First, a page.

That is a very interesting question because it invokes a lot of issues of which entire books have been written. However, for the purpose of this article we need to make a few assumptions. The first is that there are very few individuals that actually save and invest money on a regular basis in their 20's and 30's. They may speculate in the markets with a few thousand dollars they scraped together, and assuming they don't lose it all speculating in the markets, they spend it on rent, dating, buying a car, a house, getting married, etc. In their 30's they are supporting kids and generally struggling to pay the bills. In the real world individuals don't start to effectively save for retirement until they begin to approach their peak earning years in their 40's. As an example, I give regular seminars to groups of 200 or more and I always ask how many people in the audience have 30, 20, 15, 10, and 5 years left to save for retirement. Not surprisingly, 90-95% of the audience consistently falls within the 15 year time horizon or less.
Secondly, we are talking about investing in individual bonds - not bond funds or ETF's. Those are entirely different investments. Individual bonds mature at face value and pay a regular interest stream. Bond funds and ETF's are a bet on the direction of interest rates. For the purposes of this analysis we are assuming two things: 1) That investors are buying investment grade corporate bonds rated BAA. The stock market is a volatile, and risky bet, and comparing the returns of AAA government securities (a risk free investment) to the stock market is not an equivalent comparison, and 2) That the bonds are bought at par and are held to maturity. This aligns with buying the stock market and holding for an equivalent time frame.
With these assumptions in place we can do an analysis of the total return of an initial $10,000 investment for the holding period from 1945 to present.
The inherent problems with most analysis of the "stocks versus bonds" arguments are as follows:
As Albert Einstein once stated: "Compounding is the most powerful force in the universe." That is true but only as it pertains to a continual stream of payments over time which is only achieved by bonds and gives it the smooth growth curve. Investing in stocks, however, is quite a different matter as the inevitable losses in the stock market destroy the compounding effect on money for long periods of time. The chart below shows the real, inflation adjusted returns, of the stock market over time.
The importance of bonds, to any portfolio for any age investor, is about reducing portfolio volatility and minimizing the damage that losses inflict on invested dollars over time. As Cullen Roche pointed out just recently - you are a "saver" and not an "investor." There is a critical distinction between the two. Individuals "save" money for future needs (i.e. retirement, college, etc.) and these savings are required to be intact at a specific date in the future. An investor puts capital at risk in the hopes of making a future return on that investment. There is a substantial risk of loss to an investor but these dollars are not required for a future need.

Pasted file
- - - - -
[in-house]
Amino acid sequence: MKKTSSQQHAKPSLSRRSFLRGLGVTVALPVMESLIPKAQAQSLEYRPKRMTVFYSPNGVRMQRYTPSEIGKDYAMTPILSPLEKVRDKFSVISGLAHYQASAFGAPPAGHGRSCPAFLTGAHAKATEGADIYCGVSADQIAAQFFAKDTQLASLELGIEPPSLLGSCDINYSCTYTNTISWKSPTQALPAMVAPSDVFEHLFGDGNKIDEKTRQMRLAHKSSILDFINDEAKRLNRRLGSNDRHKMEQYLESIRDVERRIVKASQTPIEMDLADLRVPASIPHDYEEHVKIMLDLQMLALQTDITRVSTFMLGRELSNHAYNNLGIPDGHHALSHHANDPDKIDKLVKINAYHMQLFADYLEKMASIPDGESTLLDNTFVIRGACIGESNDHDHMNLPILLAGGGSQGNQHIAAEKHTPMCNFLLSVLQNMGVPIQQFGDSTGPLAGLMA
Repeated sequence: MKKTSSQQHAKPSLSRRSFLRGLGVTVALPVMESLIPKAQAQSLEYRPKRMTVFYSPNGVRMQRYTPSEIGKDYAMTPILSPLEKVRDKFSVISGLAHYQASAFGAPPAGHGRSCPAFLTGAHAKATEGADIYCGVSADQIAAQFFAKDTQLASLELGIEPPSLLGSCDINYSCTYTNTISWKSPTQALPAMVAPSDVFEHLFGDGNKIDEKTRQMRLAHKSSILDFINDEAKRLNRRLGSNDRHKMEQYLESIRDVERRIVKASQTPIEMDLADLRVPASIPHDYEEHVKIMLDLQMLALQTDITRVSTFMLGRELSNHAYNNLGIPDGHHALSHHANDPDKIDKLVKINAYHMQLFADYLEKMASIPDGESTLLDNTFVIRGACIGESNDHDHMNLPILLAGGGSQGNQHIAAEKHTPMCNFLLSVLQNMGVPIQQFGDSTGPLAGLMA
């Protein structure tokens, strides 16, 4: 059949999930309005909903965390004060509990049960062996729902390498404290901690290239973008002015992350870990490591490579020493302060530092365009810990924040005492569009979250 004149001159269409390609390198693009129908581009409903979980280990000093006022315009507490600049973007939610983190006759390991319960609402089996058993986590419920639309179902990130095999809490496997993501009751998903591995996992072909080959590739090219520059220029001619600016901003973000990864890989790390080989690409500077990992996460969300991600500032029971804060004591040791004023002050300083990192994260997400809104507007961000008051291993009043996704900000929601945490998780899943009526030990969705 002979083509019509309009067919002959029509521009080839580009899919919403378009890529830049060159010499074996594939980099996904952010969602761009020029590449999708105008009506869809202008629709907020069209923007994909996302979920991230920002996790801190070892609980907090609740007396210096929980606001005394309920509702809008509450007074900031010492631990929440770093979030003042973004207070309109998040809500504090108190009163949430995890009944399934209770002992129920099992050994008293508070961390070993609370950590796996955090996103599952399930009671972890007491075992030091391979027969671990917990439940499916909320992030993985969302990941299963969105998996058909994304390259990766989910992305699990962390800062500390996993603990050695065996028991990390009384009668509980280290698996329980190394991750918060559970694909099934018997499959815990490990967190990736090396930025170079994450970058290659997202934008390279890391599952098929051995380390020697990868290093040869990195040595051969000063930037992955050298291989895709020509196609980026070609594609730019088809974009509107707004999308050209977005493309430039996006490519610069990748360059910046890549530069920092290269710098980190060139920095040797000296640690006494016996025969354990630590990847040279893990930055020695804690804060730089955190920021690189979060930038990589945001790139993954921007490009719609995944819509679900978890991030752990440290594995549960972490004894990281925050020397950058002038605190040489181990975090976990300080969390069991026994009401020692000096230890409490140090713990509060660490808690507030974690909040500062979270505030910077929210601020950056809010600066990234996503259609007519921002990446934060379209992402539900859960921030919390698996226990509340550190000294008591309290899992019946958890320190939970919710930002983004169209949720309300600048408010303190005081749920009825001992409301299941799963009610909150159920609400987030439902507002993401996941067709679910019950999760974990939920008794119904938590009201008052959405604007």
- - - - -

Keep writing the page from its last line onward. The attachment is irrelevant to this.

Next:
The next chart is a $100,000 investment made into the stock market and into bonds. This time I use mutual funds to offset any issues about impact of fees from the example above. As of the end of 2012 an individual who had been solely invested in bonds since the turn of the century has seen their "savings" grow to $116,000. This is drastically opposed to those invested solely in the stock market which has seen a decline of $3000 during the same period.
It is allocation, diversification, risk management and discipline that set the great long term investors (Ray Dalio, Seth Klarman, etc.) apart from the rest. While they may take aggressive bets in the markets from time to time they are generally hedged against losses. Cash is a comfort zone when they don't know for sure what to do and fixed income plays an important role in the asset allocation strategy.
The bond bull market is a long way from ending for one simple reason - the Federal Reserve. Rising interest rates will kill the nascent housing market recovery and undo much of the work that the Fed has engineered in recent years. While the bond bull market may not produce substantial capital gains from current levels - it is far from over and the Fed itself will make sure of that.
As I stated - there are many reasons why should own bonds in your portfolio but there are considerations to be given as to what types, duration risk, credit risk, and much more. But those are articles for another day. The purpose of this article is simply to get you thinking about the importance that fixed income can play within your portfolio structure. The advantage of owning bonds are many. Even if interest rates do rise in the future - for those dependent on income streams for retirement can replace maturing bonds with higher yields in the future.
So, if you are thinking you have the knowledge and skill to successfully navigate the markets long term - you don't. The reality is that no one can successfully speculate in the stock market without suffering substantial losses. Everyone loses eventually. You may get lucky for a while by catching a bullish market cycle and you will find yourself to be a genius. The fall from such heights will be disastrous to your financial health as the realization of excess risk takes its toll. Unfortunately, while you can make up the losses, you cannot regain the time lost in doing so. Do yourself a favor - add some bonds to your portfolio.